One man is an empty suit. The other has an empty agenda. One man says he'll be the champion of the poor—and nobody believes him. The other says he'll be the champion of "middle-class economics"—and nobody thinks he'll get it done.
Mitt Romney and Barack Obama. These two decent and ambitious men are linked by sad circumstance: Both squandered their opportunities to transform the American political system—and now represent the utter phoniness of it.
Start with Romney: The former Massachusetts governor once represented the big-tent, can-do middle of the political spectrum, combining the GOP ethic of responsibility and the Democratic ethos of compassion to expand health insurance coverage in the liberal-leaning state.
He reinvented himself for the 2008 and 2012 presidential campaigns, changing positions on many issues to appeal to a GOP primary electorate moving rightward. In 2012, his general election campaign against Obama was a disaster. According to New York Times columnist Ross Douthat:
There was the threadbare policy agenda, linked to a self-defeating theory that the election would be decided by the unemployment rate alone. There were the various rich-guy disasters that played into the White House's effort to portray him as the candidate of the richest 0.47 percent. And most unforgivable, given his promise of a ruthless private sector competence, there were the polling failures and ground game debacles that let Obama coast to victory.
Romney wants to run again. The 3.0 version would focus on three areas: foreign policy, social mobility, and eradicating poverty. "Under President Obama," Romney told GOP leaders on Friday night, "the rich have gotten richer, income inequality has gotten worse, and there are more people in poverty than ever before."
Right on those particular facts, Romney is the wrong candidate for a 2016 message aimed at the 47 percent of Americans he infamously dismissed in 2012. His private charitable work is laudable, but voters will look to his public record. "For the former Massachusetts governor, the question that will come quickly is whether he has the credibility, given his past campaigns, to persuasively deliver that message," Washington Post columnist Dan Balz wrote. "In other words: Is this the authentic Mitt Romney?"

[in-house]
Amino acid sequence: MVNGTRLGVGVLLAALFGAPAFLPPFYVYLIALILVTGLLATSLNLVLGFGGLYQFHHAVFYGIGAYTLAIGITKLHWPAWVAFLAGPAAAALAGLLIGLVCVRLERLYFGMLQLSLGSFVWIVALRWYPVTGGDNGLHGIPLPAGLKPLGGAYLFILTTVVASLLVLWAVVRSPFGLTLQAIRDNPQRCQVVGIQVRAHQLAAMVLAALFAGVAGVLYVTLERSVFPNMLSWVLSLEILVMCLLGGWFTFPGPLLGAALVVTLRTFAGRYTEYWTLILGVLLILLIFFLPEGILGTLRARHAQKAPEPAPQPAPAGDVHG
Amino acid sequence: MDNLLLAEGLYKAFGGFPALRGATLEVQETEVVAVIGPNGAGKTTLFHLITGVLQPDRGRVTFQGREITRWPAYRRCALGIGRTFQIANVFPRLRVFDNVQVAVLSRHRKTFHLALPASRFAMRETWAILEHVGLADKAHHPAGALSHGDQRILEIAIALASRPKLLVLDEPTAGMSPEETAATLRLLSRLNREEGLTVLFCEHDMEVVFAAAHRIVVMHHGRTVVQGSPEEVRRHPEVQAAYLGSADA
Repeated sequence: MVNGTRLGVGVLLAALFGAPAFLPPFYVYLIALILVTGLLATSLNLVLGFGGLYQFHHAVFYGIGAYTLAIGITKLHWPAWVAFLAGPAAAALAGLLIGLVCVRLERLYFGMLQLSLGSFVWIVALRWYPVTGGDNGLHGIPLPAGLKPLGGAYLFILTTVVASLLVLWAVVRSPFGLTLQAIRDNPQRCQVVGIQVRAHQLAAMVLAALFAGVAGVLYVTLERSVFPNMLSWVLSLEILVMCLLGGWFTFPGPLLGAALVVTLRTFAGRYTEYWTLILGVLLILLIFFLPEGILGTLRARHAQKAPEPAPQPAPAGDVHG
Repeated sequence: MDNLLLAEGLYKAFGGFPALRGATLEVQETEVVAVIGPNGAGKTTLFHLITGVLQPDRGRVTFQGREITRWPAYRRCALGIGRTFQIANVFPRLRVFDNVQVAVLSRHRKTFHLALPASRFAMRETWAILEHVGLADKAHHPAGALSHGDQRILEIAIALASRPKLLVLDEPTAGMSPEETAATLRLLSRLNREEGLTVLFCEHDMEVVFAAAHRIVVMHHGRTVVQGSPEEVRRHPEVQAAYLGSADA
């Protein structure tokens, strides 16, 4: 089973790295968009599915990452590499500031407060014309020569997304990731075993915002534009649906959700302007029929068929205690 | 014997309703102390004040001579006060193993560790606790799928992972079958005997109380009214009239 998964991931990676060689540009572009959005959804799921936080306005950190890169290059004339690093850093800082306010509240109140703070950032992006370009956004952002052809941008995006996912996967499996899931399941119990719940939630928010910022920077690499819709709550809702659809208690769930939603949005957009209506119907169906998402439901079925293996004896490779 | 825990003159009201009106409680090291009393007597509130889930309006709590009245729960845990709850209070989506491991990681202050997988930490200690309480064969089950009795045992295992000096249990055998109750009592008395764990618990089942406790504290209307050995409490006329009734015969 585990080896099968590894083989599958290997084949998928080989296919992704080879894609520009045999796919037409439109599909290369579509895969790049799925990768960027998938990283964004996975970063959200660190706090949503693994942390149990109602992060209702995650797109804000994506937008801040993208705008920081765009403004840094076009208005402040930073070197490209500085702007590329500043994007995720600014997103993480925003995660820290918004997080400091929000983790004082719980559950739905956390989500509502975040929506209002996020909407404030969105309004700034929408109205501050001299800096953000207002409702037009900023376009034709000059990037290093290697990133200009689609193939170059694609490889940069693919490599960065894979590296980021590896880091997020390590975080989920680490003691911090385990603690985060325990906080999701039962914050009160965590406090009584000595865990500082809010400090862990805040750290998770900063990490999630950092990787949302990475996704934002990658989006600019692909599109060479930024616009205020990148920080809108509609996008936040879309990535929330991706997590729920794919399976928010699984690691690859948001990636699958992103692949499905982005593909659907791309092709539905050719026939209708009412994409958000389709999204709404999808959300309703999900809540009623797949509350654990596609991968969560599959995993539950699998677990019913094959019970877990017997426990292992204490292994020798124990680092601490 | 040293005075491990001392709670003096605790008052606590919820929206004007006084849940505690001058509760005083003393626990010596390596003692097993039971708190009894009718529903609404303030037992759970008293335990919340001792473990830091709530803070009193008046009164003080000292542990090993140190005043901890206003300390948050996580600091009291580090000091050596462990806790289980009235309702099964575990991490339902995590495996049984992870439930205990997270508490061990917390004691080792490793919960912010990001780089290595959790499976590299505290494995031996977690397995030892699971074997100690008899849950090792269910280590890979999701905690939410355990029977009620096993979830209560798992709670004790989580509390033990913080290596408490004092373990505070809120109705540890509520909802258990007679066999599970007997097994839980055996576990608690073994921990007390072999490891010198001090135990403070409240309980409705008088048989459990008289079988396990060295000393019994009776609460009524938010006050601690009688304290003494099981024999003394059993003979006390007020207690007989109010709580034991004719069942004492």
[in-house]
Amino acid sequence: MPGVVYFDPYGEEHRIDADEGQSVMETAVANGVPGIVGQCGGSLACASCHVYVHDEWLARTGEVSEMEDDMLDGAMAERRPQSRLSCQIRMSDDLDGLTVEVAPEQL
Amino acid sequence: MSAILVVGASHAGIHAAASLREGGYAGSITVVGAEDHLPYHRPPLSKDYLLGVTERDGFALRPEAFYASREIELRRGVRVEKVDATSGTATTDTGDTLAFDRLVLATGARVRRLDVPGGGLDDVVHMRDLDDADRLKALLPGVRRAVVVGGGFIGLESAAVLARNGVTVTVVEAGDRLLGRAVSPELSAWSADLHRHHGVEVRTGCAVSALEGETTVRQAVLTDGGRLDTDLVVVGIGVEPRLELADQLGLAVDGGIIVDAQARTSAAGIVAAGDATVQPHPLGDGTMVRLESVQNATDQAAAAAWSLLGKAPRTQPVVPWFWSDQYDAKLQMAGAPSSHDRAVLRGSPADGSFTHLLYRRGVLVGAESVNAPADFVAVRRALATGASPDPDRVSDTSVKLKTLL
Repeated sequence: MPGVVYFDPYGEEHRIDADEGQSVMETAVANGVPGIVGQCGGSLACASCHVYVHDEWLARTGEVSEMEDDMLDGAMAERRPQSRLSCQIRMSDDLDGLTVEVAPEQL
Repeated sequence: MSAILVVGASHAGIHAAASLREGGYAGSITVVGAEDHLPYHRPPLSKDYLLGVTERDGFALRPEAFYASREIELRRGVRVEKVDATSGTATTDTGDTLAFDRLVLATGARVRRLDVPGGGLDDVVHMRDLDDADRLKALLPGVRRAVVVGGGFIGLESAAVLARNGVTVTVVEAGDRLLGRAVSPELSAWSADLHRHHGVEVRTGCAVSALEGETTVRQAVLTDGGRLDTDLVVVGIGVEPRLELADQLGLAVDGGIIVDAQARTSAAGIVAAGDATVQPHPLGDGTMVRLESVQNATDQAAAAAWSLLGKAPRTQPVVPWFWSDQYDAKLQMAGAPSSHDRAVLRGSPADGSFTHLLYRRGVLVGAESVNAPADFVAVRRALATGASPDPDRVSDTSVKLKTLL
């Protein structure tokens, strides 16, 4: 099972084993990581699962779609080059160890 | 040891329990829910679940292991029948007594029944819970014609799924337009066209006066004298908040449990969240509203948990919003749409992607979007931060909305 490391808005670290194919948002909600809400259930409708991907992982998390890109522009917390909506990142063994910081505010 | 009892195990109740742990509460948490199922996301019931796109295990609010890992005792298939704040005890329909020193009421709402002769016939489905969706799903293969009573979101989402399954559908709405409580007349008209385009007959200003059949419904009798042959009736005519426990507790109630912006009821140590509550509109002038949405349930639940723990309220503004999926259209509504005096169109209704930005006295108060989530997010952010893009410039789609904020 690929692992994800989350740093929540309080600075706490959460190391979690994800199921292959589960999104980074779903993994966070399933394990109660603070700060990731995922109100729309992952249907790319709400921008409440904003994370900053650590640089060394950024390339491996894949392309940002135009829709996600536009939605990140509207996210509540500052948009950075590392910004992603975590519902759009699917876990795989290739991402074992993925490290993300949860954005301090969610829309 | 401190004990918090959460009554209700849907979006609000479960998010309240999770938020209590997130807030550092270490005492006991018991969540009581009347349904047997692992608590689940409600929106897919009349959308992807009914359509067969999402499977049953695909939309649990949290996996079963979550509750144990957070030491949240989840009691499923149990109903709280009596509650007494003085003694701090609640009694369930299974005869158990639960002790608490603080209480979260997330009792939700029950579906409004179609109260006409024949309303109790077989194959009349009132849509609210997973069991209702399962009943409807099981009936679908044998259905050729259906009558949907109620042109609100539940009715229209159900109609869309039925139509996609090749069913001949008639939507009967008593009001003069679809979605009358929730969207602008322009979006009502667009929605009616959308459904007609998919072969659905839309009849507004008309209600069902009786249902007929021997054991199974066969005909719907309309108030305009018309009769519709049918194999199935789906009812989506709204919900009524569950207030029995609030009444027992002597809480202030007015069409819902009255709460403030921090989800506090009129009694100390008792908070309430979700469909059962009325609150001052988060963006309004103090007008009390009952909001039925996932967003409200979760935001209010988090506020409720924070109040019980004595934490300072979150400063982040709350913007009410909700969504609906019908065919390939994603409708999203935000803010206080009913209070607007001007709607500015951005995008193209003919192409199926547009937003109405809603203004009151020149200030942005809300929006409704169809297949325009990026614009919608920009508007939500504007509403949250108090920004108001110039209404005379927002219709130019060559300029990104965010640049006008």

Obama's authenticity problem is different in kind. Voters are less concerned about whether the president has an ideological core—he's a liberal—than they are about his ability to get things done.
Moderate Democrats and independent voters were drawn to Obama's promise to change the culture of Washington, to rid the capital of pettiness and gridlock in order to address big problems. He abandoned that promise early in his presidency, blaming the intransigence of Republicans who, before his elevation, had made no secret of their intransigence. Liberal voters thought he tried too hard to accommodate Republicans. Beyond the Affordable Care Act, they saw few big gains in the progressive agenda.
Across the board, voters don't doubt Obama's sincerity as much as they do his effectiveness. He makes promises he can't keep. He's a weak leader, a majority of voters tell pollsters, and he can't be counted on to unite Congress and the country behind a sensible agenda.
That is the context behind Obama's latest legislative flourish to be unveiled in the State of the Union address Tuesday. He wants Congress to raises taxes on the wealthy by $320 billion over the next 10 years to pay for new programs aimed at the lower- and middle-class families, a plan the White House public relations team calls "middle-class economics."
Obama knows it won't pass Congress, but that's not the point for him. The president's singular mission is to frame the 2016 election in a way the hurts Republicans and helps his legacy. (On the flip side, the GOP strategy for 2016 is to pass wedge-issue bills they know Obama won't sign.)
Whether the issue is sincerity or effectiveness, the bottom line is that Romney and Obama can't be trusted to deliver. The Internet has democratized information, making it easier for Americans to spot a phony, which is one reason the public's faith in politics and government is tumbling. Americans crave authentic leadership—honest people who work together and change things for the better.
This article is from the archive of our partner National Journal.